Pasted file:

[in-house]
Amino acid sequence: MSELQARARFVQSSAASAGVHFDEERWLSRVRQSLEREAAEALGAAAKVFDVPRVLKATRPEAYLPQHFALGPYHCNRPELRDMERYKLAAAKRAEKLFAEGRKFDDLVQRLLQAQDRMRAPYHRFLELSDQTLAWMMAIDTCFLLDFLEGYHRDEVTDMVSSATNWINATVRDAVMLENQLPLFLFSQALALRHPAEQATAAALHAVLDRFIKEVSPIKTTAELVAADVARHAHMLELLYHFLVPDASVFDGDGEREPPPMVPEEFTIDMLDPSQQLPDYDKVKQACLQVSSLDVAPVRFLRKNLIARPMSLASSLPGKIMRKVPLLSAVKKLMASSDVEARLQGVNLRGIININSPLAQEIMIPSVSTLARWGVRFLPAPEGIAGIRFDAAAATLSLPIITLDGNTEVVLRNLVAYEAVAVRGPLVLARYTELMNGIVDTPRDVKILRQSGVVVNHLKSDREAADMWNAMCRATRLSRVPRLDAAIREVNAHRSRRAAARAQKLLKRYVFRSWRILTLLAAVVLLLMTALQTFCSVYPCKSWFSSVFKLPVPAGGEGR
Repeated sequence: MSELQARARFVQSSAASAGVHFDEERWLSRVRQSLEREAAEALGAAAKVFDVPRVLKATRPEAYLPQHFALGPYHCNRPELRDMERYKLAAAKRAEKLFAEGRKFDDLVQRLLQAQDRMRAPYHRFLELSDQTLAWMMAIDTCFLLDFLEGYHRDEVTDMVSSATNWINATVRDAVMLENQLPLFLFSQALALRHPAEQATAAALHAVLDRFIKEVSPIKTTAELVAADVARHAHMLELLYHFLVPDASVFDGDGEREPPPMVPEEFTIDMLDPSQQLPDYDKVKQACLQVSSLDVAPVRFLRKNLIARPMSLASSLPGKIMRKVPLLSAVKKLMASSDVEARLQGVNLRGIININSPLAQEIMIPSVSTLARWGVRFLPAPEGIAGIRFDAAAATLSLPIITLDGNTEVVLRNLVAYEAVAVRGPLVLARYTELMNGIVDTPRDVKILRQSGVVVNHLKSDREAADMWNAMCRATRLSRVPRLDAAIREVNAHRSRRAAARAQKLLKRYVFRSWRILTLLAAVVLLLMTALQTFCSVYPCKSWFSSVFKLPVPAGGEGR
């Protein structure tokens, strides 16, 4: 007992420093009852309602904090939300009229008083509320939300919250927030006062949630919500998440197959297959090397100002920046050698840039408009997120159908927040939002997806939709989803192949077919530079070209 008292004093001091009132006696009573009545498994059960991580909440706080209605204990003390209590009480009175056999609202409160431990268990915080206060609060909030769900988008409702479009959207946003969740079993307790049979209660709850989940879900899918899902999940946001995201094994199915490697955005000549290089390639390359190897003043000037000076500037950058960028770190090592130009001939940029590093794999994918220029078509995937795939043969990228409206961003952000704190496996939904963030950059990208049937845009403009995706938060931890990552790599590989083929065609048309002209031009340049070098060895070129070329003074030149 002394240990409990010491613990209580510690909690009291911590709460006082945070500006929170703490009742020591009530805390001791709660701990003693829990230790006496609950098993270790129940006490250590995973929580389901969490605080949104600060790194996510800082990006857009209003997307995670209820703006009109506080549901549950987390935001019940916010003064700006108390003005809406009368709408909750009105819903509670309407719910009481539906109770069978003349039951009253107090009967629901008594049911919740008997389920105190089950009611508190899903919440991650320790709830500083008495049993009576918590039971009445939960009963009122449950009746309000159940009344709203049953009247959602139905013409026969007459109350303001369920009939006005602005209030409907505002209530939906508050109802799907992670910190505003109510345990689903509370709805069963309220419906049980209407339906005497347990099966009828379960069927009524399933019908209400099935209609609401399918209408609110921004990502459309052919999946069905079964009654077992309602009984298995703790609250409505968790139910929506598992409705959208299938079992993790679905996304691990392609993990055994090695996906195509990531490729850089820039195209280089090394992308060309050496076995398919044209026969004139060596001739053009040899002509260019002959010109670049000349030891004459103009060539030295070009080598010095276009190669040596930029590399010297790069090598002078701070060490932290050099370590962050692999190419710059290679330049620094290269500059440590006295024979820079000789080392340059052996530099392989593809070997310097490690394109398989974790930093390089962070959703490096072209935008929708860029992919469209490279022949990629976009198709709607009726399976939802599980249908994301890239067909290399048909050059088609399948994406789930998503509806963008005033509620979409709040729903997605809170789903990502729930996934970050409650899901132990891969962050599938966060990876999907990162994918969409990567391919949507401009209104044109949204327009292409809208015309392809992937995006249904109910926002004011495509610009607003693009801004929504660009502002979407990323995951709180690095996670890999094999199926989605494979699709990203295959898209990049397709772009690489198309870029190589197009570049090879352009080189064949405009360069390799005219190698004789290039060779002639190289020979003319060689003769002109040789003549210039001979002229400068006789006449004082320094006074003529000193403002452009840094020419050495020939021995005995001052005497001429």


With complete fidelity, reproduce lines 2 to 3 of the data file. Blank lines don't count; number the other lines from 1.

Amino acid sequence: MSELQARARFVQSSAASAGVHFDEERWLSRVRQSLEREAAEALGAAAKVFDVPRVLKATRPEAYLPQHFALGPYHCNRPELRDMERYKLAAAKRAEKLFAEGRKFDDLVQRLLQAQDRMRAPYHRFLELSDQTLAWMMAIDTCFLLDFLEGYHRDEVTDMVSSATNWINATVRDAVMLENQLPLFLFSQALALRHPAEQATAAALHAVLDRFIKEVSPIKTTAELVAADVARHAHMLELLYHFLVPDASVFDGDGEREPPPMVPEEFTIDMLDPSQQLPDYDKVKQACLQVSSLDVAPVRFLRKNLIARPMSLASSLPGKIMRKVPLLSAVKKLMASSDVEARLQGVNLRGIININSPLAQEIMIPSVSTLARWGVRFLPAPEGIAGIRFDAAAATLSLPIITLDGNTEVVLRNLVAYEAVAVRGPLVLARYTELMNGIVDTPRDVKILRQSGVVVNHLKSDREAADMWNAMCRATRLSRVPRLDAAIREVNAHRSRRAAARAQKLLKRYVFRSWRILTLLAAVVLLLMTALQTFCSVYPCKSWFSSVFKLPVPAGGEGR
Repeated sequence: MSELQARARFVQSSAASAGVHFDEERWLSRVRQSLEREAAEALGAAAKVFDVPRVLKATRPEAYLPQHFALGPYHCNRPELRDMERYKLAAAKRAEKLFAEGRKFDDLVQRLLQAQDRMRAPYHRFLELSDQTLAWMMAIDTCFLLDFLEGYHRDEVTDMVSSATNWINATVRDAVMLENQLPLFLFSQALALRHPAEQATAAALHAVLDRFIKEVSPIKTTAELVAADVARHAHMLELLYHFLVPDASVFDGDGEREPPPMVPEEFTIDMLDPSQQLPDYDKVKQACLQVSSLDVAPVRFLRKNLIARPMSLASSLPGKIMRKVPLLSAVKKLMASSDVEARLQGVNLRGIININSPLAQEIMIPSVSTLARWGVRFLPAPEGIAGIRFDAAAATLSLPIITLDGNTEVVLRNLVAYEAVAVRGPLVLARYTELMNGIVDTPRDVKILRQSGVVVNHLKSDREAADMWNAMCRATRLSRVPRLDAAIREVNAHRSRRAAARAQKLLKRYVFRSWRILTLLAAVVLLLMTALQTFCSVYPCKSWFSSVFKLPVPAGGEGR